I think the rookies are different nowadays.  Most of them come out with a college career, especially in America, and a lot of the girls here go to colleges.  So they have been involved in top‑standard golf for a long time even as amateurs.  They are not the true sense of a rookie, that you know, someone should be struggling.  They don't struggle.  They just come out and they are ready to and when you have the talent that Carlota has got, you can take that a long way and that's what she's doing.  I've played with her a lot this year and she's very impressive.


            Q.  (Inaudible.)

            LAURA DAVIES:  Rory had such a year ‑‑ because sometimes a player gets on a roll and they do that.  Yeah, this year, it's those two going for it.  It's fun.  It's a side plot for a few players, but all of the other players are interested, too, because you play with these people week‑in, week‑out.  You're interested to see who can do well and you have your favorites.  I like Caroline, but like I said I've known Carlota for quite a while and I'd like to see her finish the job off.


            Q.  Last year it finished early, as well, the winner, they had already secured it.

            LAURA DAVIES:  They had already sealed it.  Oh, Ai Miyazato.  It's a shame when ‑‑ the trouble is with our Money List is that if you win the British Open or Evian Masters, you might be ‑‑ or a European Tour player like Ai and I am because she was a member, you can seal it up with those big events.  Luckily the other one that one, Inbee Park won this year, and she's not a member of the Tour, so it doesn't have such a dramatic effect on the Money List and that's why we've got the battle we've got.


            Q.  Can that be helped?

            LAURA DAVIES:  If all of the other tournaments stepped up to the Evian Masters, it wouldn't be one tournament that would have such a dramatic effect on the Money List.  But that is a stand‑out and now it's going to be a major.  We have a lot of really good events in Europe but they don't quite have the money.  At the end of the day, that's what wins Money Lists is the bigger money events.  You can win five small events and not be in the Top 15 on the Money List.  That's just the way it is.

            It's difficult.  I mean, I think the Tour is doing really well considering everything.  They have got lots of tournaments.  Hopefully we are going to hear the schedule for next year this week I understand and it will be good.  All of the girls and the staff deserve it, because they have been working hard, so hopefully it will work out.


            Q.  (Inaudible.) ‑‑

            LAURA DAVIES:  With the TV coverage, that's an added side plot and people like to see that.  They like to see winners and certainly if Carlota can do it being a rookie as well.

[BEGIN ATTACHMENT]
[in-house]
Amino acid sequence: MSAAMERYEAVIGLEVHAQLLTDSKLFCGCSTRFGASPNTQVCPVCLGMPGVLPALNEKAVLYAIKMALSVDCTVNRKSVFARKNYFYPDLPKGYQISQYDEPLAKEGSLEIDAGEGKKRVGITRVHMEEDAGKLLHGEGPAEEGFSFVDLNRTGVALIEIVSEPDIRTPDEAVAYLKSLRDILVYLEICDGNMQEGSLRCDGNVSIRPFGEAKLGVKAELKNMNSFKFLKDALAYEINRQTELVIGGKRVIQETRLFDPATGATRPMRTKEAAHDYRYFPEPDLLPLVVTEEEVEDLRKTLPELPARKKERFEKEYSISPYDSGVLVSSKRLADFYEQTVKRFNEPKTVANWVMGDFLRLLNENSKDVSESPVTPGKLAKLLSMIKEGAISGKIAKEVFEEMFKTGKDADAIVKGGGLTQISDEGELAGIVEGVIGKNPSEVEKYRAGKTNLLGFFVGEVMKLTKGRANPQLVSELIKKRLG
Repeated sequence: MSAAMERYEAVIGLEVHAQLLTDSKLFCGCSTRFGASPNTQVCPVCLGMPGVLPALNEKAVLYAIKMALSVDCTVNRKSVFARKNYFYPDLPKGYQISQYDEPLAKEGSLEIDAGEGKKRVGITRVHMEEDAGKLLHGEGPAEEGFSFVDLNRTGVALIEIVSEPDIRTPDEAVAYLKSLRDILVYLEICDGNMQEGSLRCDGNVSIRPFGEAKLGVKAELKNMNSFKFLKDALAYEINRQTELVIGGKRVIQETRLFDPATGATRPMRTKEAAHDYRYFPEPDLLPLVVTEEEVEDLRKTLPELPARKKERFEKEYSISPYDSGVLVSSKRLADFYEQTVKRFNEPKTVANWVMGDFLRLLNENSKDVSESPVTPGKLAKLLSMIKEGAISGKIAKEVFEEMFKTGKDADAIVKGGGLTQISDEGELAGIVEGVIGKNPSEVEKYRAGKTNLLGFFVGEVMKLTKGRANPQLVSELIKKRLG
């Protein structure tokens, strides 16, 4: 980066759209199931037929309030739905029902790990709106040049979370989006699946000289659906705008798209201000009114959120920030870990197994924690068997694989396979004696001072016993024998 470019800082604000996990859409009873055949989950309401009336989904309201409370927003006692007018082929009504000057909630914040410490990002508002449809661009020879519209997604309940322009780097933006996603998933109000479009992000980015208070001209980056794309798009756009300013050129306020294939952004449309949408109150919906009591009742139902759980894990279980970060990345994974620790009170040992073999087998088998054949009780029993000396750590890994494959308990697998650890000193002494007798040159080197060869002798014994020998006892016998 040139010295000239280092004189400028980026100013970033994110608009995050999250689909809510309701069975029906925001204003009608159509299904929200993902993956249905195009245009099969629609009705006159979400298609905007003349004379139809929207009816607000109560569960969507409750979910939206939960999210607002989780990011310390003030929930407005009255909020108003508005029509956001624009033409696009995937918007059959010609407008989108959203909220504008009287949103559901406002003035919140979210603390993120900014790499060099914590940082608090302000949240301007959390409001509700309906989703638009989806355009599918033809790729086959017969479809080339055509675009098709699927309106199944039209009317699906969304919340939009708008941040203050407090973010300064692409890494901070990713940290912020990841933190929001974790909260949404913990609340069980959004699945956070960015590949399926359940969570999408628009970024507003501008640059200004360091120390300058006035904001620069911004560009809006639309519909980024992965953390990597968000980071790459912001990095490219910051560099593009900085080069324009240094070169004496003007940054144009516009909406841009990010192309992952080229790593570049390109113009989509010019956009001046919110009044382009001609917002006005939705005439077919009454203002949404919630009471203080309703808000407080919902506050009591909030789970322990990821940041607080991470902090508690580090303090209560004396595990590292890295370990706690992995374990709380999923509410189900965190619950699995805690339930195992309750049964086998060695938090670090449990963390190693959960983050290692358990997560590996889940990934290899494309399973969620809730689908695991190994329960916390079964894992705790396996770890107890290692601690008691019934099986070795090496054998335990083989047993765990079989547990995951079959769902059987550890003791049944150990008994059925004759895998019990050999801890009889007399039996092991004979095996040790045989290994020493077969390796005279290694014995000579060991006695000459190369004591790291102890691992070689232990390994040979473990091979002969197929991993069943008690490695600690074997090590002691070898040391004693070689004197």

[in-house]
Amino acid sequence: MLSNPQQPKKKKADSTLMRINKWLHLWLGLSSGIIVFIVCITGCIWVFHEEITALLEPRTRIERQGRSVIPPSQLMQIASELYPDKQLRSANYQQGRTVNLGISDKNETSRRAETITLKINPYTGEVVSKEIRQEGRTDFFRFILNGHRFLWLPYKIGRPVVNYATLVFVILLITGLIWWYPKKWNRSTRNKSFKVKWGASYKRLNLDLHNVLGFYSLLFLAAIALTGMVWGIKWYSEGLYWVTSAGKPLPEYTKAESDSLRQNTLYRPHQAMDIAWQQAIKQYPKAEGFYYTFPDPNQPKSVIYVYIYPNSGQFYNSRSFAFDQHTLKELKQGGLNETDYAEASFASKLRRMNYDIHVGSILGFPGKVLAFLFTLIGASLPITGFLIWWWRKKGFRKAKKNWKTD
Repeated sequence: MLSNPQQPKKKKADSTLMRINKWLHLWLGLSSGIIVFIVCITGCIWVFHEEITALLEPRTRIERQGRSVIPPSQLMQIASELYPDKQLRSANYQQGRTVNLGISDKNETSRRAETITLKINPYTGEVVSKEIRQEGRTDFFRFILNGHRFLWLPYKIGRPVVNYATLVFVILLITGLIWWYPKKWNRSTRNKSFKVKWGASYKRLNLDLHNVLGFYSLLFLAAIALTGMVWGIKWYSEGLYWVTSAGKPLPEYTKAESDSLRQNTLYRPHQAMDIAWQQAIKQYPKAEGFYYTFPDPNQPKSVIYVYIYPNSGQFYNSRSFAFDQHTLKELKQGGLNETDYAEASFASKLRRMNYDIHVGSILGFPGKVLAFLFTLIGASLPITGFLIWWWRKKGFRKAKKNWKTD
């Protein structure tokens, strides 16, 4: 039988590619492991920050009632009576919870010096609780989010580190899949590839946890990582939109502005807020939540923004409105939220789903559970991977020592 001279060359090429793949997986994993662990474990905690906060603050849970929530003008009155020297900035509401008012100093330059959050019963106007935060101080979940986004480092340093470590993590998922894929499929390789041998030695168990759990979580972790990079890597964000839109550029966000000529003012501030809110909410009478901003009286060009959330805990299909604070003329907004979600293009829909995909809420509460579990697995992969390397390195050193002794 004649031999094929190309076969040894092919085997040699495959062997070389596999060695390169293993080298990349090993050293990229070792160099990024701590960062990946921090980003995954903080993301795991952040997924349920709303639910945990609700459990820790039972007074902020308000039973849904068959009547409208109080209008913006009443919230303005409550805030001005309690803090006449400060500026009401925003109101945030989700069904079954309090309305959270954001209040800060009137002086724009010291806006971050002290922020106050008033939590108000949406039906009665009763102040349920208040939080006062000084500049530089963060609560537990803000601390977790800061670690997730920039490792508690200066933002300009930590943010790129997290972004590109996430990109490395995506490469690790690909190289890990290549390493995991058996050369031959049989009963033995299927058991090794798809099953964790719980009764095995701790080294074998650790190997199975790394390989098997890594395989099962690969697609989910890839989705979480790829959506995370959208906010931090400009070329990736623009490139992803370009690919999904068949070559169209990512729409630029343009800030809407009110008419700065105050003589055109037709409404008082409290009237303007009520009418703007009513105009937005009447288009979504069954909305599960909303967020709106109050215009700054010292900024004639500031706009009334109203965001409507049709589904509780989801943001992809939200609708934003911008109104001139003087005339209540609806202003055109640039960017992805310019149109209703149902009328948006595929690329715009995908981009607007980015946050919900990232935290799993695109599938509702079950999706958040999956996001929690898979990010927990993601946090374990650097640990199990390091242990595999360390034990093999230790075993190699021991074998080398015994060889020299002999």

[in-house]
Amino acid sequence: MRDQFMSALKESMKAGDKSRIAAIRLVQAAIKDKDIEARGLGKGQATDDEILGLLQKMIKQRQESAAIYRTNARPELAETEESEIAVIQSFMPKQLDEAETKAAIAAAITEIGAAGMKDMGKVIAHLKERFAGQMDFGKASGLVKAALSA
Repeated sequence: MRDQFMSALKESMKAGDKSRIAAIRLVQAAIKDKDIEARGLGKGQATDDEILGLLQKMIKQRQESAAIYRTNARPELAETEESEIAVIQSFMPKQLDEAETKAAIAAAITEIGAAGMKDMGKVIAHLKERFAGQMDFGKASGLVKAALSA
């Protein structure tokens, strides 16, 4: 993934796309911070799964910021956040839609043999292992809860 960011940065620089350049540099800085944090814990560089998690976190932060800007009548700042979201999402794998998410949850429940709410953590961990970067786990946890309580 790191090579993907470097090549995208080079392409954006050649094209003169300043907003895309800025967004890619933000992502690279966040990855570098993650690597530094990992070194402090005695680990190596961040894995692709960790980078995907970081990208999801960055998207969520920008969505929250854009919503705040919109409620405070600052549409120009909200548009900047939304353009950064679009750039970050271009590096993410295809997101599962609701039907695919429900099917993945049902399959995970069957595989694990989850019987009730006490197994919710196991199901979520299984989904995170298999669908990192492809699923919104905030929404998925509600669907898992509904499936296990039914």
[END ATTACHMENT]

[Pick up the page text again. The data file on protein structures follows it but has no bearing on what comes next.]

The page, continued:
Q.  Assessment of your year, you're coming into this with a bit of confidence, how do you think your year has gone?

            LAURA DAVIES:  Yeah, but that's not good enough.  I looked at it last night and I worked out that if I win this week I would finish third, and it would be an okay year ‑‑ it would be very good to win this tournament, so that's my goal is to finish third which is the best I can do.

            But lost a playoff in Germany; could have won another couple of events.  Didn't get the right things happen going down the stretch.  And not winning a regular Tour event this year and last year is very disappointing.  I would say this year is not good.

            A win here would make it okay, but it's not been what I want.  I want to be competing every week trying to win tournaments, not just hang on, make the cut, finish 18th, 20th.  It's a disappointment.


            Q.  What part of your game has changed ‑‑ (Inaudible.)

            LAURA DAVIES:  I think I'm a better golfer now.  You should get better and better, sometimes you lose your strength, but because of the equipment changes over the years, I still hit the ball the same distance, and mentally I'm better and worse.  I'm not as (indiscernible) as I used to be as a 21‑year‑old when I turned pro, but I think better on the golf course.

            So it's a good combination but sometimes it's difficult to ‑‑ I used to stand on the hole and just go for it and not worry about the consequences.  Years and years, having good and bad things happen, it works your mind over, so I think that's the bad side of it.  But like I said, the good side, I probably made less mistakes because of that.


            Q.  For you, obviously for someone who is so used to success the past two seasons have been disappointing, I mean, does that ‑‑ do you get ‑‑ do you get frustrated with yourself or how ‑‑ what's the sort of mind process as you look going into the next season with what is perceived in your eyes to be a disappointing period of time in your career?

            LAURA DAVIES:  Well, I go in with looking forward to playing and trying to win again because that's all I really want to do is win tournaments.  I love when I finish seventh last week on a course that doesn't really suit my game.

            I'm pleased with the performance, but again, I had a chance to win, and ended up being something like 11 shots back and I went the other way.  Things like that are disappointing.  I've been in position this year, four or five tournaments, not done it, but that bodes well for next year because I know there's lots more left in me.